Monday, September 24, 2018


Michael Moore finds some hope amid outrage in Fahrenheit 11/9

Got some rabble to rouse? Take 'em to see the new Michael Moore documentary, Fahrenheit 11/9. No matter what side of the political "aisle" you're on, you'll come away in a fighting mood.

It's sort of a companion piece to Moore's 2004 doc, Fahrenheit 9/11, which excoriates George W. Bush and the horse he rode in on in the wake of the Twin Towers attack, which then became an excuse to systematically erode civil rights at home (in the name of "security"), and launch endless wars in Iraq and Afghanistan.

But this time, Moore's principal target is you-know-who, the current occupant of the White House. Still, he has plenty of outrage to spare for the contamination of the water supply in Moore's hometown of Flint, Michigan, thanks to the venal actions of Governor Rick Snyder. Or the ongoing crisis of gun violence in America, and the politicized response of a band of teenage survivors of the Parkland shootings who organize a global protest march to school their ineffectual elders.

This time, the move opens with Election Night 2016, not 2000. "Was it all just a dream?" narrator Moore muses once again. The champagne corks are already popping at the massive Hillary Clinton victory party as the early returns come in. But as the night wears on, the impossible truth begins to surface.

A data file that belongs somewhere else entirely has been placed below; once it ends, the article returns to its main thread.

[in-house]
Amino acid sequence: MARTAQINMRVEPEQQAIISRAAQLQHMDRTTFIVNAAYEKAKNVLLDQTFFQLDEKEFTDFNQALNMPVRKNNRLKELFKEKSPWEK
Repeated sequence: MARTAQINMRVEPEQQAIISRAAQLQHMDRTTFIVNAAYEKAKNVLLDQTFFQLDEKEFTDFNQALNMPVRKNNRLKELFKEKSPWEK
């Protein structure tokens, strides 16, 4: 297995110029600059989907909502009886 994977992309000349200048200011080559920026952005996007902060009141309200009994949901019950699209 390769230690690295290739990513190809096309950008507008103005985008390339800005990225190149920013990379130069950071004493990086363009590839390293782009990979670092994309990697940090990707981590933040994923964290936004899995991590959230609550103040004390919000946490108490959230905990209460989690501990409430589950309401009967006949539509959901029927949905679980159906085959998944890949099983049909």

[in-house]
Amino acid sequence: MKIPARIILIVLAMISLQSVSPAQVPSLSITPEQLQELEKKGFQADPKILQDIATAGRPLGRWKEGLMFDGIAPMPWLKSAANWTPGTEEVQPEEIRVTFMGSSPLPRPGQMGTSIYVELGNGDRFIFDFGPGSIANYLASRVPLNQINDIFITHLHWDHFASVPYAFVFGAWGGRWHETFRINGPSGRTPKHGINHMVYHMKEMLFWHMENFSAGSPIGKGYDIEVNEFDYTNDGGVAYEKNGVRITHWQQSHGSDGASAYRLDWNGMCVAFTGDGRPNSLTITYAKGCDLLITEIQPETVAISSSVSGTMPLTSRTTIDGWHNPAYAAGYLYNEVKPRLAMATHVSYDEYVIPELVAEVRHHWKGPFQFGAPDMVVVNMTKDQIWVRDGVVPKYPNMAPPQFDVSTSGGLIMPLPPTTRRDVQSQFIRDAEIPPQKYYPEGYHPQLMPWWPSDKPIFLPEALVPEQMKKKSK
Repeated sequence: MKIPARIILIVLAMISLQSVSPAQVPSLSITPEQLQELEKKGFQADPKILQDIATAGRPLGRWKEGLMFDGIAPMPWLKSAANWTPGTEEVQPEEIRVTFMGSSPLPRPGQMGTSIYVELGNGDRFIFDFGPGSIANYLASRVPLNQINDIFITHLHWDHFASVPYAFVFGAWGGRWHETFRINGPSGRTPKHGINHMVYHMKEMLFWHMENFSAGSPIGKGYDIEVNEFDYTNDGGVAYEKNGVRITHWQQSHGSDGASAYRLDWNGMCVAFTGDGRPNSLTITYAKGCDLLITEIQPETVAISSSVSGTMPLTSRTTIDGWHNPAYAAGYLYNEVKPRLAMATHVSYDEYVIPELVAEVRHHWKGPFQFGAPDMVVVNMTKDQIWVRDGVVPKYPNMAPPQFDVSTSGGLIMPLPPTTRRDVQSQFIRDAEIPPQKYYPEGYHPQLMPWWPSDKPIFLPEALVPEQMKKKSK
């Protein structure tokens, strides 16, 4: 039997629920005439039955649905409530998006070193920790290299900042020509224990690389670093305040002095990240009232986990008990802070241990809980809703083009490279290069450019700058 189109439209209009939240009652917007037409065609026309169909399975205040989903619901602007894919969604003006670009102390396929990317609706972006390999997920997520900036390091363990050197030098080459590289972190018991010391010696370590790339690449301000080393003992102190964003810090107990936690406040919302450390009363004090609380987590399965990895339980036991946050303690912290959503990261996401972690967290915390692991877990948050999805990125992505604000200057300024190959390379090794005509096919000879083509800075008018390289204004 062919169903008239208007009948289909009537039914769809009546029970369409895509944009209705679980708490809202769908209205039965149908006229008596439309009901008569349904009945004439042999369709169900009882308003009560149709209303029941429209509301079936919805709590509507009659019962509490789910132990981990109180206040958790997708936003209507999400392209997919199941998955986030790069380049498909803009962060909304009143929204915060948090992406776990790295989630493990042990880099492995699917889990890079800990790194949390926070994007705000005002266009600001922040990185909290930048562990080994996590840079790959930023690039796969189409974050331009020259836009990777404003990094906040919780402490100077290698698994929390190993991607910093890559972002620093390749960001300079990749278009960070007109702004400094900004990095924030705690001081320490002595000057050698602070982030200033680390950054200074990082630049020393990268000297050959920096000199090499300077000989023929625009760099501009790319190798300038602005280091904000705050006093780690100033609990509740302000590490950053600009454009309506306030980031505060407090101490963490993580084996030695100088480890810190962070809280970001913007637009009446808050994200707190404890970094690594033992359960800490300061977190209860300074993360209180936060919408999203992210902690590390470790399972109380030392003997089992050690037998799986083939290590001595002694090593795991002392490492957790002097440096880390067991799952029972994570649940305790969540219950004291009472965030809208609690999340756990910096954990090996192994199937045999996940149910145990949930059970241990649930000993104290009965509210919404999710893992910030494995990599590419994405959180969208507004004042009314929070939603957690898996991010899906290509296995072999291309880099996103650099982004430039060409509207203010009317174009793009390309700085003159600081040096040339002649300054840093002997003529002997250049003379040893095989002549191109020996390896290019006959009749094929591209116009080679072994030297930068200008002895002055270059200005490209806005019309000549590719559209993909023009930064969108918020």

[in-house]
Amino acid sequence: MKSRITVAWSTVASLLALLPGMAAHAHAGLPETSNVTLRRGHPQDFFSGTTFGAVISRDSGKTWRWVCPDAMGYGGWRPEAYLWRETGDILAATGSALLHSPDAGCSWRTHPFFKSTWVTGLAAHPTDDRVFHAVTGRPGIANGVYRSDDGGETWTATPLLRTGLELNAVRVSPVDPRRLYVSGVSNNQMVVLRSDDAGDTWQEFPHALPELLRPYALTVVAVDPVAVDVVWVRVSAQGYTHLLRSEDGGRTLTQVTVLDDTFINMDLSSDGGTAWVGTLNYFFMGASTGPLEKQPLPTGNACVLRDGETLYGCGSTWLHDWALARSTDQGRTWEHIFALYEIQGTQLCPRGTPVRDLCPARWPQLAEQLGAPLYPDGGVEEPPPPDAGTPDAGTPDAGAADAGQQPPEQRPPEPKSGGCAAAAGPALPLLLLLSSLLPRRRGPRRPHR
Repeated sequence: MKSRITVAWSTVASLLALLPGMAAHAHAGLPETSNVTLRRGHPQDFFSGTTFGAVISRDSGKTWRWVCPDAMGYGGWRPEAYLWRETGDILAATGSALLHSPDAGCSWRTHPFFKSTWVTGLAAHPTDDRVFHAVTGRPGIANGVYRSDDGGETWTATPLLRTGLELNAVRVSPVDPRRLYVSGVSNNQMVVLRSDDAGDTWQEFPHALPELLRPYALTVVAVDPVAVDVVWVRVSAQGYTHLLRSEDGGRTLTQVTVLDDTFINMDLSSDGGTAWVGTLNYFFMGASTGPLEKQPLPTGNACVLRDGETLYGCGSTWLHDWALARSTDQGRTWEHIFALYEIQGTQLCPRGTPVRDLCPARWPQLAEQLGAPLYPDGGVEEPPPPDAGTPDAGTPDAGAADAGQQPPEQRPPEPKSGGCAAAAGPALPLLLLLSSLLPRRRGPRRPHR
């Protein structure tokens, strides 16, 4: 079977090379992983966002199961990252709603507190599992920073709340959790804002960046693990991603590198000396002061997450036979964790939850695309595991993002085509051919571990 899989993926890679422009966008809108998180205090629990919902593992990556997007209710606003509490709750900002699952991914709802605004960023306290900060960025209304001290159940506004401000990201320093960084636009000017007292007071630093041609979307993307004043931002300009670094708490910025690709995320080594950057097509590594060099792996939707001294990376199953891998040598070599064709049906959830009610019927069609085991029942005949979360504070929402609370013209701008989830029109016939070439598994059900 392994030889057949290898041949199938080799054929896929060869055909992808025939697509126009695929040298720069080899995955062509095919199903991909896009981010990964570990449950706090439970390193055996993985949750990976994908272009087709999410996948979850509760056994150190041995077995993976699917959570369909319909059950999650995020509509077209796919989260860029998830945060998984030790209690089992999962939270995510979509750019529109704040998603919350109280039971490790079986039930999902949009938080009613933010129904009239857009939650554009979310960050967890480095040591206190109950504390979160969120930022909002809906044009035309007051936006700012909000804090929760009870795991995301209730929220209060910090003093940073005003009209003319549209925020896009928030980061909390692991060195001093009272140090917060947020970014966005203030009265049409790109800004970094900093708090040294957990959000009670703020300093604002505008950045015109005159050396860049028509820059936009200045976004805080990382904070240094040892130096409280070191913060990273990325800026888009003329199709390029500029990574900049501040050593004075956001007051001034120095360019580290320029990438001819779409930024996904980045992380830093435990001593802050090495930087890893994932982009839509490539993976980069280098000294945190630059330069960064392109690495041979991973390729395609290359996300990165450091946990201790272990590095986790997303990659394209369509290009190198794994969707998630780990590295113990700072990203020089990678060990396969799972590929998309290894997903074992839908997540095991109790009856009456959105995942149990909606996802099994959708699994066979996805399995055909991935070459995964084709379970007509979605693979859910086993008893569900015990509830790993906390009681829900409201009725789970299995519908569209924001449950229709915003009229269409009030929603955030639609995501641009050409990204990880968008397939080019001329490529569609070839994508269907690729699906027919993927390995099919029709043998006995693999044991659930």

Match point: the CEO golfs while democracy burns

As the tragic aria from Il Pagliacci engulfs the soundtrack, the victor, with his family and handlers, takes the stage to address his supporters. "It looked like a perp walk," notes Moore. By the next morning — 11-9-16 — the nation awoke to the grim reality of President-Elect Trump.

As usual, Moore is preaching to the choir, and stunts like aiming a fire hose of Flint water over the gate into the courtyard of Snyder's governor's mansion aren't likely to win him any new converts.

But Moore's relentless drive to connect the dots between past transgressions and current crises and expose the bad guys is as revitalizing as ever — especially in this era of lockstepping conformity among the political establishment of both parties.
(Read more in this week’s Good Times)

No comments:

Post a Comment